Finally we’ve learned that science might be able to ‘prove’ the need for further research of any element of a process.Isolating the level of analysis from genetic to cellular to physiological to population, alters lab and field experiments. Whether a scientist works with underwater UAVS, history, or culture, an open mind to the experiences of others increases appreciation and builds inspiration for new projects, collaboration, and discovery.
An oil-based economy fighting climate change
Written by Doris Friedrich
Despite all the enlightening presentations and lessons during the conference and the PhD workshop afterwards, the talk and discussion that stayed in my mind the entire time is the opening debate at the Arctic Frontiers, featuring among others Erna Solberg, the Prime Minister of Norway, as well as ministers from Finland, Sweden, Iceland; Jeffrey Sachs of the Earth Institute at Columbia University, and Petteri Taalas of the World Meteorological Organization.
In her speech, Erna Solberg insisted that Norway’s Arctic oil exploitation does not contradict acting against climate change. And that “it is possible and necessary to do both.” Well aware of the climate-related changes that can already be seen today and the need to protect natural resources, she argued that the extraction of one barrel of oil from the Norwegian continental shelf results in less climate-damaging emissions compared to oil produced in other countries.
After all the warnings and arguments about the urgency of action against climate change, but also the potential environmental damage from offshore oil exploitation in the Arctic, this take on the debate struck me. How is Norway’s Arctic oil production not in direct contradiction with working on climate change? Can we have our cake and eat it too?
In stark contrast to this perspective was the message of Ingrid Skoldvær from the Youth and Nature Organization Norway, who spoke after Solberg’s statement. In her opinion, the respect for nature that should come with living in the Arctic environment, is often not present when politicians of today make decisions for tomorrow, looking for instance at the poor job of balancing environmental protection and development. She pointed to the rig that was anchored right outside Tromsø and made its way to the Barents Sea a few weeks later to search for more oil – “a big paradox”.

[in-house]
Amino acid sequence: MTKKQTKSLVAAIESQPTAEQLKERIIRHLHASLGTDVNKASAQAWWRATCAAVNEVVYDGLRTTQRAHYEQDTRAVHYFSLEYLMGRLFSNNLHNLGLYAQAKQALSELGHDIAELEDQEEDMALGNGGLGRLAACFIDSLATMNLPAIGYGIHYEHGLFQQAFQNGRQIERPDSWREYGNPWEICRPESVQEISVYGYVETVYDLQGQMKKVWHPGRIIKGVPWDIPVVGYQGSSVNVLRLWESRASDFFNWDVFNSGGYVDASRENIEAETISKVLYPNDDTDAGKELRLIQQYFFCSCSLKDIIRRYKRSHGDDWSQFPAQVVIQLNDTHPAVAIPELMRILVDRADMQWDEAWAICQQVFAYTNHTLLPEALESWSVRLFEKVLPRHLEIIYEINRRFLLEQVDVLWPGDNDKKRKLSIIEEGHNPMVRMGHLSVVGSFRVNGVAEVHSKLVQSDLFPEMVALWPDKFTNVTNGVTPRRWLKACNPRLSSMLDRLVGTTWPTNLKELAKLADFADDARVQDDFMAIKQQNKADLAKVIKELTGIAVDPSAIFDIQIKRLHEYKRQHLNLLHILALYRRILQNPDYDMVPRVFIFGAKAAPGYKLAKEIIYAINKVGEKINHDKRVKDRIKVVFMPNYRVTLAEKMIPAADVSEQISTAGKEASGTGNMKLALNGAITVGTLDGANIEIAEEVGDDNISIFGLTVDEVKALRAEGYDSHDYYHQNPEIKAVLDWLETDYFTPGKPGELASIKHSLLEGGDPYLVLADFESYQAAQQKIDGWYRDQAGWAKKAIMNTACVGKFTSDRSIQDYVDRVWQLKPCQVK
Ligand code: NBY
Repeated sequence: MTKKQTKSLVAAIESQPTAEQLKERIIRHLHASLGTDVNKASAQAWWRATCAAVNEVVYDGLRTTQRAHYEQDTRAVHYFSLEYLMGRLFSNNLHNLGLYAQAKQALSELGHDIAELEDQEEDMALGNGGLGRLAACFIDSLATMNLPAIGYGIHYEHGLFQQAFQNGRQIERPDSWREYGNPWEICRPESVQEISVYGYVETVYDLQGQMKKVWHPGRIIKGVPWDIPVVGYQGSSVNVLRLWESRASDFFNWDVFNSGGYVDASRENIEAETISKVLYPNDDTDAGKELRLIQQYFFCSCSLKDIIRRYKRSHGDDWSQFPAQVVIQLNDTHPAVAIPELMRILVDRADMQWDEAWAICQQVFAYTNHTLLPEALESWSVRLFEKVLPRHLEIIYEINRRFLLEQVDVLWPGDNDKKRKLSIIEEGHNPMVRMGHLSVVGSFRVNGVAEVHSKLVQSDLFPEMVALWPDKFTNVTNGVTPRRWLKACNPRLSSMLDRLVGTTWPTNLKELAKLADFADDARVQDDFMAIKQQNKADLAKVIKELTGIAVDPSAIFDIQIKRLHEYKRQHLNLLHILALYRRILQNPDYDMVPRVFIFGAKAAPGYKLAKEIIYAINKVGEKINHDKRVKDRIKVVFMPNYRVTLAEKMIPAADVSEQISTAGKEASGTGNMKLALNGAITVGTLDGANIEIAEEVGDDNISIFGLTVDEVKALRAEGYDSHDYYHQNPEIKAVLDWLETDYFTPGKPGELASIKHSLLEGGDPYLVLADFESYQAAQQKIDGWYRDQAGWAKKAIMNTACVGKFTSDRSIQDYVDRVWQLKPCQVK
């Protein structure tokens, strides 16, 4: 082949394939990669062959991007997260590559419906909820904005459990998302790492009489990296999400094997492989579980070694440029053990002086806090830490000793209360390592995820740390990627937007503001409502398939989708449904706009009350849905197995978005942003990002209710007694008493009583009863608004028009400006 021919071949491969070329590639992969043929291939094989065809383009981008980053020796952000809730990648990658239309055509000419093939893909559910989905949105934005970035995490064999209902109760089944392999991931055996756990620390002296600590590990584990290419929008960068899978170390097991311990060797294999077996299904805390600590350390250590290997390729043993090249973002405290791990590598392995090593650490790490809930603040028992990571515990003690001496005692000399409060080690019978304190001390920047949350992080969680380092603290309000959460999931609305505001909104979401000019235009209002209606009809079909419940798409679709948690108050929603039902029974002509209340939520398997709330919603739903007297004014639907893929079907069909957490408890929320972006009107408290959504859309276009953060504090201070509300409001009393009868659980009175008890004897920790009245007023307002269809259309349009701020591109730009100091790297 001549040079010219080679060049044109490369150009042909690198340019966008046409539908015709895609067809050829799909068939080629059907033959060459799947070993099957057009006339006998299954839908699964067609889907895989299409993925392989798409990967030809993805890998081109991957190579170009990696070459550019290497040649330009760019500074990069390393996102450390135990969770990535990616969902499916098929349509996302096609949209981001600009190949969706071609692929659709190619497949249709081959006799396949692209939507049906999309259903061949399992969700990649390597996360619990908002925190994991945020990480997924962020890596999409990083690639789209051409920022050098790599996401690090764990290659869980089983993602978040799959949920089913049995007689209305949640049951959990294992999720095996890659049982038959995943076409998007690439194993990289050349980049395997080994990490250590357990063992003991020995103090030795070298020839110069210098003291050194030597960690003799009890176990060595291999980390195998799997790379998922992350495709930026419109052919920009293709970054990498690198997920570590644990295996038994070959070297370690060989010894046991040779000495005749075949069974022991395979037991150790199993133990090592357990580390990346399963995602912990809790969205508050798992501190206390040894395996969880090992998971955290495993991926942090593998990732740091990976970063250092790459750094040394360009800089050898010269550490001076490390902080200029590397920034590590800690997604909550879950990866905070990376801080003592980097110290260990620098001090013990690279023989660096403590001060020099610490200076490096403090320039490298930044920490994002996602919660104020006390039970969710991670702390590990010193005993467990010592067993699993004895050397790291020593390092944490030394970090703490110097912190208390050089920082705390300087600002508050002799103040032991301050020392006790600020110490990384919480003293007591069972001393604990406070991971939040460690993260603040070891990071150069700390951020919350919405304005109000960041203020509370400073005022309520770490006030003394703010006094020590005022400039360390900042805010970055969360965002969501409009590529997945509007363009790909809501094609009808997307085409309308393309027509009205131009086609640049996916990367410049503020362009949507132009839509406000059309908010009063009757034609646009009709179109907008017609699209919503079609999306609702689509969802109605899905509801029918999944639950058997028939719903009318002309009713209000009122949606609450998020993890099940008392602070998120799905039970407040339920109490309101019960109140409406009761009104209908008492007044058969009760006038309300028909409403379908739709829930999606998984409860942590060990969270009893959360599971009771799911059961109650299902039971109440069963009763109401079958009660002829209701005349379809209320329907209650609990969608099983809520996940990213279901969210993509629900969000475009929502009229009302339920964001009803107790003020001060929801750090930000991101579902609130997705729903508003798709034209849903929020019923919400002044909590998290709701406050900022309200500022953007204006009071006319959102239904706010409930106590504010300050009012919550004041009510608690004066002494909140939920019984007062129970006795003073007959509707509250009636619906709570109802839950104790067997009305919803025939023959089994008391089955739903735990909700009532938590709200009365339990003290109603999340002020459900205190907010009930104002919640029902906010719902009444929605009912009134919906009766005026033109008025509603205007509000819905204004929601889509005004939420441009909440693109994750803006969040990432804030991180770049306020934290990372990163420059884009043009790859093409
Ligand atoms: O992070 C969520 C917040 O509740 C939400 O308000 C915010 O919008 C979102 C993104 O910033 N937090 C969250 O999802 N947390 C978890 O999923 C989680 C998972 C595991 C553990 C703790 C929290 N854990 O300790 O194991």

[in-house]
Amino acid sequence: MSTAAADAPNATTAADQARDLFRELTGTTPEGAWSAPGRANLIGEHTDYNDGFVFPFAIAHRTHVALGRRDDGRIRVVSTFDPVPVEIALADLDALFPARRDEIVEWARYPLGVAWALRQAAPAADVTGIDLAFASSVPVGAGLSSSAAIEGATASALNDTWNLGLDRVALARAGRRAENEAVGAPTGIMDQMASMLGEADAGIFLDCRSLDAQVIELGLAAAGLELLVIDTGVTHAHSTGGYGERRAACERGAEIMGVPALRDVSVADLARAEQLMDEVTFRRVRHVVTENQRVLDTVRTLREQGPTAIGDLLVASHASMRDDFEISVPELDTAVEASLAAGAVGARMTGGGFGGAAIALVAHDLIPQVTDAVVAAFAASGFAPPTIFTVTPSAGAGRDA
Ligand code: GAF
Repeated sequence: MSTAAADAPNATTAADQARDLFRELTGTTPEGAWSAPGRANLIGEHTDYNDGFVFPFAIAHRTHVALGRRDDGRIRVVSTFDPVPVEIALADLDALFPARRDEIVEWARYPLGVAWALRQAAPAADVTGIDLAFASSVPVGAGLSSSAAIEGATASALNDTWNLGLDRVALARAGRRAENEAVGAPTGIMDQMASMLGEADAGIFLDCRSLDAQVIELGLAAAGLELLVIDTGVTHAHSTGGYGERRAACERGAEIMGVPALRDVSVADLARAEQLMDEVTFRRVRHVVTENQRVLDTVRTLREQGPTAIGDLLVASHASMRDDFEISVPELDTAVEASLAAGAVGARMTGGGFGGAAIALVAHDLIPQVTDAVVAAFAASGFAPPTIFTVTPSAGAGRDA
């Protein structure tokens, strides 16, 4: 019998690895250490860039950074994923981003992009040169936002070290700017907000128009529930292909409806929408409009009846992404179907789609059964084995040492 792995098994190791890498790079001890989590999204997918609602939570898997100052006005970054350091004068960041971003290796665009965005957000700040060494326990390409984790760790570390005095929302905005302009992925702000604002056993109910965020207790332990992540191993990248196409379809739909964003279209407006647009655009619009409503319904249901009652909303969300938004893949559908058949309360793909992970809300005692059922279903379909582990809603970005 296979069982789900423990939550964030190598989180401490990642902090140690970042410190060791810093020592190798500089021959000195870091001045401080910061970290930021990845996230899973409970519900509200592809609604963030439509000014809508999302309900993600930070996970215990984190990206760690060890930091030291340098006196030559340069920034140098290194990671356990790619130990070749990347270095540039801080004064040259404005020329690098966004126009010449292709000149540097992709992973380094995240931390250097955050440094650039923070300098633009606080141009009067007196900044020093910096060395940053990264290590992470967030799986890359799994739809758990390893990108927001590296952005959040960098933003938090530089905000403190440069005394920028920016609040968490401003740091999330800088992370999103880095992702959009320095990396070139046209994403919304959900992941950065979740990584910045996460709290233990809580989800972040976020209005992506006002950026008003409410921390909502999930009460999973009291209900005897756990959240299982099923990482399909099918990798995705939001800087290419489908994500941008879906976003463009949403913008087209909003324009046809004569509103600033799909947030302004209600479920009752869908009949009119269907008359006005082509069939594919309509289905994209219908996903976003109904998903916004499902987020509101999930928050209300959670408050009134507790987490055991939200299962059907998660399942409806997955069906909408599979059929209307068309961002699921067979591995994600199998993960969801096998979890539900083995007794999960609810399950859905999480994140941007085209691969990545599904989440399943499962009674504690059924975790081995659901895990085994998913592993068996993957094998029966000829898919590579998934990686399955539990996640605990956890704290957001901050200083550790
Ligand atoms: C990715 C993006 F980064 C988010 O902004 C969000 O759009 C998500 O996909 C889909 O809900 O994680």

Julienne Stroeve’s talk about climatic changes and the urgent need to act also had a deep effect on me. She explained that climate-related changes are not only visible in summer anymore, but has started to extend to other seasons. The ten lowest sea ice extents since measurements began were recorded in the last ten years and the pace of the ice’s disappearance is accelerating. To visualize our footprint on the environment, she referred to her travels by plane. Every time she flies from New York to London, she melts three square kilometers of sea ice, the thought of which is terrifying – at least to me. I was fortunate to be able to interview her for a news article for High North News and was amazed by her commitment and her courage to take the bull by the horns.
So, while we learned about a lot of different interesting and important topics and had the chance to listen to great lectures, presentations and discussions, climate change and environmental issues stuck on my mind. Climate change also found its way into my poster presentation on the regulation of Persistent Organic Pollutants (POPs) (see article here) due to the potential increases of POPs related to warmer temperatures and the resulting harm to the environment.
To conclude, I want to give decision-makers in the Arctic food for thought. As Ingrid Skoldvær put it during the conference: “The decisions made today will have consequences far beyond the four-year parliamentary turn. No pressure.”